I should confess my bias from the start - I am a public defender in western Massachusetts, so not liking this book would be like not rooting for the home team. Thankfully, this is an easy book to love. Kerman is a gifted narrator, sharing details of a directionless post-grad life after college, when she joined up with an exotic older woman for international vacations that just happened to involve the arrangements of drug transactions at the margins. I think she portrays herself as a bit more nai ...more
Stephanie
Apr 30, 2015 Stephanie rated it really liked it
Shelves: finished-2015
This is an eye-opening story of a Caucasian middle class woman committing a non-violent crime and going to prison 10 years later. I found her memoir of this life to be touching and compelling. Piper comes across as a very likeable person who is at first lost in prison life and then finds many friends across racial and socio-economic bounds in federal prison. She is well liked by the other inmates and builds friendships -- getting saddened when a couple of her good friends leave (but happy that t ...more
Bark's Book Nonsense
Oct 27, 2012 Bark's Book Nonsense rated it liked it
Shelves: audiobook, memoir
3 1/2 stars

Listening Length: 11 hours and 14 minutes
Version: Unabridged Audiobook
Publisher: Tantor Audio
Narrated by: Cassandra Campbell

Imagine doing something criminally dumb as an impetuous twenty-something, getting away with it and having it come back to haunt you just when you’ve got it all together? That’s what happened to Piper Kerman.

Piper was a young, adventurous college graduate who fell into a lesbian affair with a slightly older woman who was making her money in the drug trade. Piper q
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Paul
This is a tricky one for me to review, partly because I used to work for the prison service (albeit not the US prison service) and, while I don't anymore, I'm still a government employee and am bound by various bits of paperwork I've signed (Official Secrets Act and the like). Unlike some other reviewers, I can't be too vocal about how I feel about the prison system, so this review is going to be brief and focused on the author's personal story rather than the establishment it takes place in.

Lik
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Steven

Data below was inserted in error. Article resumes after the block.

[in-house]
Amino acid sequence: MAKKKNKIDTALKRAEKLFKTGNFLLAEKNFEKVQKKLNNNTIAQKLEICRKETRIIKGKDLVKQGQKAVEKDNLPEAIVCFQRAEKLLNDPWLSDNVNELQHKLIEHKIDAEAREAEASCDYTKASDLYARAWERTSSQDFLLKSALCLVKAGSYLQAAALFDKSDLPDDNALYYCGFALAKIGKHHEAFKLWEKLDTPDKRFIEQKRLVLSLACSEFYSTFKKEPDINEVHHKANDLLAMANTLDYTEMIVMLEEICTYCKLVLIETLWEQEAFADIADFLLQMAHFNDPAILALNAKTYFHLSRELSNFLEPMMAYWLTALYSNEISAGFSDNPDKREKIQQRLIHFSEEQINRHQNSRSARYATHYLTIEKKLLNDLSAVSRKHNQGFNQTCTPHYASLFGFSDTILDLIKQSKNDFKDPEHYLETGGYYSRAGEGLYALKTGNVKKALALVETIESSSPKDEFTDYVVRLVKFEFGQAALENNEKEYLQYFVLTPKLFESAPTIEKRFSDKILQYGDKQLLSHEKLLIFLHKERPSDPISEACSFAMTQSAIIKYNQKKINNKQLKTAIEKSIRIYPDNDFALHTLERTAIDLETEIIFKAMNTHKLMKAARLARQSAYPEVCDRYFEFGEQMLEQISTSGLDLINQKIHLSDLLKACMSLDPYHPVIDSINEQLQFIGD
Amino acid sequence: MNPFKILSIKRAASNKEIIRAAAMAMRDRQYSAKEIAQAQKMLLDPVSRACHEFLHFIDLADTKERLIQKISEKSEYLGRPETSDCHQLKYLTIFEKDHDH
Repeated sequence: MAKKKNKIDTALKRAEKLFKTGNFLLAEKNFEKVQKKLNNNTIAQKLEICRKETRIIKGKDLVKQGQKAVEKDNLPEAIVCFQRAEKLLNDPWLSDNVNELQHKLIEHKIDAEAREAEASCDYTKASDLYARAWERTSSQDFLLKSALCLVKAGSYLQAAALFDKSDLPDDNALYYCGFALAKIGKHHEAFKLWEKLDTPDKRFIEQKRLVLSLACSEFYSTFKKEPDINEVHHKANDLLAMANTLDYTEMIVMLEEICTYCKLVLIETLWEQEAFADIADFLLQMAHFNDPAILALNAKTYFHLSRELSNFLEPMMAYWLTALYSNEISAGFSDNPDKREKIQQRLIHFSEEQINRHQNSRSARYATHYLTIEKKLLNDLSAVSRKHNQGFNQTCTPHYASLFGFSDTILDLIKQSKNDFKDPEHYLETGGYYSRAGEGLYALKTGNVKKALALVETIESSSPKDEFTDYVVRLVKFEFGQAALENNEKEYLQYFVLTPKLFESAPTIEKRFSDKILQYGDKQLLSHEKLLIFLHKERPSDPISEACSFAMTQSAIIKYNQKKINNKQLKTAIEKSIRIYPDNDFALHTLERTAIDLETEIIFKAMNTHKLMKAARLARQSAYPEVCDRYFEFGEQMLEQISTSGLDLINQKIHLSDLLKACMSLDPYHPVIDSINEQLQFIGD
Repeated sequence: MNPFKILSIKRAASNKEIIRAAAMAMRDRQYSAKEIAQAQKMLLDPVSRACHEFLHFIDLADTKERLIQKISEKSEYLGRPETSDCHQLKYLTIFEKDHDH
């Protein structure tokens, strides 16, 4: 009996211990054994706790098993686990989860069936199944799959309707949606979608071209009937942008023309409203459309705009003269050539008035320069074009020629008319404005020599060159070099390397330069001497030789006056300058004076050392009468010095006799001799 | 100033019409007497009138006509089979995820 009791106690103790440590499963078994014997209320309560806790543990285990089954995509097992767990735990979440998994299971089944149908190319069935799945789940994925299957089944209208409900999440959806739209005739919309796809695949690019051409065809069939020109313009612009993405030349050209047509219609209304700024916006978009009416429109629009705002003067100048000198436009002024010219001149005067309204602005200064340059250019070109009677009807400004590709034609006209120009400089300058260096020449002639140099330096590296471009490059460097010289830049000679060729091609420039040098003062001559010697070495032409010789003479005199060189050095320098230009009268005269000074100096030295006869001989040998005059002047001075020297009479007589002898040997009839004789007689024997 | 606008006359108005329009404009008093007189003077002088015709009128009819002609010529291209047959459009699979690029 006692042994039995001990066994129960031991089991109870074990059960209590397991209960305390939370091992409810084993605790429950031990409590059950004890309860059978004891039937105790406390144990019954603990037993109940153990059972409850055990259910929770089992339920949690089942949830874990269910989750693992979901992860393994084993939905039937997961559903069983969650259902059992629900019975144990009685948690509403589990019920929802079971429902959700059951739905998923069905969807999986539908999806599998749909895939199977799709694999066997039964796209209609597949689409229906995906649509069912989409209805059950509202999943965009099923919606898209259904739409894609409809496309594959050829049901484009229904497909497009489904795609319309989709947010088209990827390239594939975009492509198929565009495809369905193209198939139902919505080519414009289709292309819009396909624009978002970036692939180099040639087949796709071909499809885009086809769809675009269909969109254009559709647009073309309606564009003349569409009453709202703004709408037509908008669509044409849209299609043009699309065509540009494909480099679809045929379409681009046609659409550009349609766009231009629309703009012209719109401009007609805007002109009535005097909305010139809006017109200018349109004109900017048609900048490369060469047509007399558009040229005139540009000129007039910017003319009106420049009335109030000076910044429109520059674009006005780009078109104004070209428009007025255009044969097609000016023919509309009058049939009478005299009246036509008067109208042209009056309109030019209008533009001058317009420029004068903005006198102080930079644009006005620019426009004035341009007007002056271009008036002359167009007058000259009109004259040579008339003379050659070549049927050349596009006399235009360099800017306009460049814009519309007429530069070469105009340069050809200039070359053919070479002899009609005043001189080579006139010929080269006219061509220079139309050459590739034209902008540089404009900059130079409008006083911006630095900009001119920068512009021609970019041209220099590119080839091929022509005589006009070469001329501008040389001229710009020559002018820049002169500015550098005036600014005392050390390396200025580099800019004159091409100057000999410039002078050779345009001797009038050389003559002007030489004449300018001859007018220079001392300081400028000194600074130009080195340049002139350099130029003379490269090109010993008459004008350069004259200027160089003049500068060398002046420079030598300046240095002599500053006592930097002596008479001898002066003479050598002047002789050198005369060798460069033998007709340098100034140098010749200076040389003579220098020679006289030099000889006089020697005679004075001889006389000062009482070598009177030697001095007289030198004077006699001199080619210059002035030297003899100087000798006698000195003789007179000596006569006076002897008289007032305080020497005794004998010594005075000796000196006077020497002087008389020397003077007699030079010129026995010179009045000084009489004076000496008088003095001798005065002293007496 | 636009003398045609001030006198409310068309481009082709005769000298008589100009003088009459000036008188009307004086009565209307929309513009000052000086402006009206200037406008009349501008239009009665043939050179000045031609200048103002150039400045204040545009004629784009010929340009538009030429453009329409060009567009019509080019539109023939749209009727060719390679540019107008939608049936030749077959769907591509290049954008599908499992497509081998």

Sep 28, 2013 Steven rated it it was amazing
Shelves: read-in-2013
You should read this book. Not just because it's entertaining, has some great real life stories, and some wacky and highly lovable "characters" to keep your interest. Not just because it's a compelling memoir that has been turned into a fantastic (fictionalized) tv series by Netflix. But because it's a nitty gritty in your face description of prison life in our country today. We all know our system is screwed up -- we dump so many in there, without any chance of real reformation or help for ment ...more
Emily
I saw Piper Kerman speak at a conference last week, and I was blown away by how articulate and thoughtful she was. She theorized that the first step to solving any problem is empathy: the ability to see the world from another point of view, and then envision what a better world would look like from both perspectives. Her time in prison taught her that empathy, and she came out a better person.

But that experience - exiting prison as a changed, improved version of oneself - is extremely rare, and
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Laura
Somehow it went over my head that series was based on a book..HOW did that happen to me?! But as I watch the netflix seasons roll pass I started to notice how the show took a nose dive, now I can see why. The show and the book are well tied together besides the obvious differences and it's done well enough that when reading the book I was like 'Oh I remember this part in the show'...Now the show has to spread it's own wings and well...

Anyway, for the most part I liked this book..But there was a
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Piper Kerman majored in theater at Smith College and graduated in the recession year of 1992. So the boho Bostonian stuck around Northampton, waiting tables and spinning her wheels.

Then she got involved with Nora Jansen, who suddenly acquired a lot of money, and before she knew it, Kerman was crisscrossing the globe with her drug-trafficking girlfriend and even, just once, running drug money hers
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“We were never friends. Not for a second. I loved you.” 80 likes
“We have a racially based justice system that overpunishes, fails to rehabilitate, and doesn't make us safer.” 55 likes
More quotes…